RM: I know about the project and wish them well, but am not and have never been attached to it in any way. I was told there’s a website about this movie which claims I’m the director. Categorically false.
I would like to thank Ron for taking the time out of his busy schedule to conduct this interview! It really meant a lot to me to be able to talk with the man that made the two films that turned me into the Civil War buff I am today. I will always be grateful for this. Please check out my other interviews with Gods and Generals/Gettysburg cast members/personnel, which include: Les Kinsolving (General Barksdale), Brian Mallon (General Hancock), Patrick Gorman (General Hood), Bo Brinkman (Major Taylor), and Jeff Shaara (Author of G & G).
There are many reasons why I will never forget this interview with Patrick Gorman, one being because we conducted it close to midnight. Because of conflicting schedules, me coaching hockey and having classes, and Patrick tied up with auditions and work, we decided to just get it done, even though it was so late. This is also the first time I had ever conducted an interview through Skype, and Patrick turned on his camera so I could actually see him. It was almost like watching a television special, because he was very candid and actually seeing him made it like a real conversation.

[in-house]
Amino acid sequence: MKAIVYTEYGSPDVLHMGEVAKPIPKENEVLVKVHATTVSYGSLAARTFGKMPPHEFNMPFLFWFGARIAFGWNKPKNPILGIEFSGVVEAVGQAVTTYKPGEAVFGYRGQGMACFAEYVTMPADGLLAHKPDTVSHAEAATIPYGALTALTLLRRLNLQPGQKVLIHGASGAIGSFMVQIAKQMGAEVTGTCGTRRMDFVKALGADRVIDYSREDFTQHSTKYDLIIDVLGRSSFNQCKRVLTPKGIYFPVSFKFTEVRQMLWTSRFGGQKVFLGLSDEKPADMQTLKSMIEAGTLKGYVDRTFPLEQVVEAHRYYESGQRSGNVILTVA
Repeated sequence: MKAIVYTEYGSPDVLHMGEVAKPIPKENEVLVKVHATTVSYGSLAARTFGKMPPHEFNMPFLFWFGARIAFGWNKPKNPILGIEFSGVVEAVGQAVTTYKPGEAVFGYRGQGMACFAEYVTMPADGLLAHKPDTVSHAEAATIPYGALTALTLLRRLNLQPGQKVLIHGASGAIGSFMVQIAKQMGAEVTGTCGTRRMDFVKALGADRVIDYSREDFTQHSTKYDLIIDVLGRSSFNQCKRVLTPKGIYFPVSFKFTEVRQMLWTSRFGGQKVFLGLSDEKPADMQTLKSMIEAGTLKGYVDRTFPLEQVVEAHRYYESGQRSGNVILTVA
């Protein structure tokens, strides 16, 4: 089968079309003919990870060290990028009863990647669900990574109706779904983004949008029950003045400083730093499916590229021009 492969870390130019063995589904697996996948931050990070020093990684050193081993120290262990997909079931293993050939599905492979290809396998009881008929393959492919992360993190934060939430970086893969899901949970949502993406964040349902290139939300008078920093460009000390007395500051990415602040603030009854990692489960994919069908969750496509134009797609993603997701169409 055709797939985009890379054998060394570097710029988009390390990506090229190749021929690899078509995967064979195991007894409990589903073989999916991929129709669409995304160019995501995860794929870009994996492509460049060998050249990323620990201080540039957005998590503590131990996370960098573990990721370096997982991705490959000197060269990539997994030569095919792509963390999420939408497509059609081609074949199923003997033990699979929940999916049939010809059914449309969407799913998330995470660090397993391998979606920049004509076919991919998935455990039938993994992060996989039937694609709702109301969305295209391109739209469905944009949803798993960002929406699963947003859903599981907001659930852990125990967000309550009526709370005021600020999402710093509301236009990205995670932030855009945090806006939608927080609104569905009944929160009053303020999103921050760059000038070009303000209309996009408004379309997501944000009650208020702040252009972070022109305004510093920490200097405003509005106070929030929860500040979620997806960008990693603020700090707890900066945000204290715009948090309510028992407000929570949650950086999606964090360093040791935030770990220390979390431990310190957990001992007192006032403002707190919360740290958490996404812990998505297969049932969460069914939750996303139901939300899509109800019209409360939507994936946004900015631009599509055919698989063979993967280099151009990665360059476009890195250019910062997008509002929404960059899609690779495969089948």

Patrick played Confederate General John Bell Hood in both Gettysburg and Gods and Generals, and the two of us almost met about ten years ago, as I explain below. Having gotten his start in the Robert Redford film Three Days of the Condor in 1975, he has since been in over sixty films, television specials, and episodes of popular shows such as It’s Always Sunny in Philadelphia, Ghost Whisperer, and The Drew Carey Show. For someone as accomplished as him, it was hard to believe how nice and easy going he was. We ended up talking about hockey when the interview was complete, after he asked about how the team I coached is doing (and you know me, I’ll talk hockey with anyone!). He asked me to email him a few questions the day before, so he could get ready, but once we began talking, it was about twenty minutes before I even go to ask one, and that is great—for some reason, interviews always go better when you don’t get to ask the questions you initially jotted down. Patrick ended up covering everything I wanted just on his own, and kept me laughing from start to finish with his stories and observations. He even offered to send me an autograph!
PG: I recently got Skype for rehearsals for a vampire film I did in Montana. (laughs) And you know, I’m here, they were there, and we had to rehearse some of the scenes before we went to film, and that was the first time I used it.
GC: It’s very good for interviews or just conversations. People have business meetings from home now. They can just sit in front of the computer rather than go to the office.
PG: Yeah, and you have to get a camera too. They don’t cost hardly anything.
GC: Smile right now, I’ll take your picture and have that for the blog.
PG: (laughs) Alright!
PG: So, Greg, you have a blog? What do you do, you write Civil War stuff?